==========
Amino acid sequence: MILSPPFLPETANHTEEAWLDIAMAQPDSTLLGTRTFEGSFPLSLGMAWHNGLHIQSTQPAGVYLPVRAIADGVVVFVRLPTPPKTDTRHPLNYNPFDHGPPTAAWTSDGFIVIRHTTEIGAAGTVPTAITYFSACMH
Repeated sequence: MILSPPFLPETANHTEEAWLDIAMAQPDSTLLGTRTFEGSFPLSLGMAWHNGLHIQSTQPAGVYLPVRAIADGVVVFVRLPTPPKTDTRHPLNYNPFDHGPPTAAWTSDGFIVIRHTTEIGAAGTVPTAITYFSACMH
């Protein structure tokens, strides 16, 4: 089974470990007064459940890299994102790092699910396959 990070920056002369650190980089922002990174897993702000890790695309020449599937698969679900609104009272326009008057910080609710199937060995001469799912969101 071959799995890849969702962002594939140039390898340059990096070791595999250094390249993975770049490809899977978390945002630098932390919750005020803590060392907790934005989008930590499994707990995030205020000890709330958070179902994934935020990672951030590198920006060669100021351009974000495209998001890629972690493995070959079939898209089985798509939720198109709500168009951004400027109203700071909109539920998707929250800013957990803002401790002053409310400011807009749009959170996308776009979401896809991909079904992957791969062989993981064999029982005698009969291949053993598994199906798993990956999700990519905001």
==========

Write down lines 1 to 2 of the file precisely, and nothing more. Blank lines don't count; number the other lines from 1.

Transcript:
Amino acid sequence: MILSPPFLPETANHTEEAWLDIAMAQPDSTLLGTRTFEGSFPLSLGMAWHNGLHIQSTQPAGVYLPVRAIADGVVVFVRLPTPPKTDTRHPLNYNPFDHGPPTAAWTSDGFIVIRHTTEIGAAGTVPTAITYFSACMH
Repeated sequence: MILSPPFLPETANHTEEAWLDIAMAQPDSTLLGTRTFEGSFPLSLGMAWHNGLHIQSTQPAGVYLPVRAIADGVVVFVRLPTPPKTDTRHPLNYNPFDHGPPTAAWTSDGFIVIRHTTEIGAAGTVPTAITYFSACMH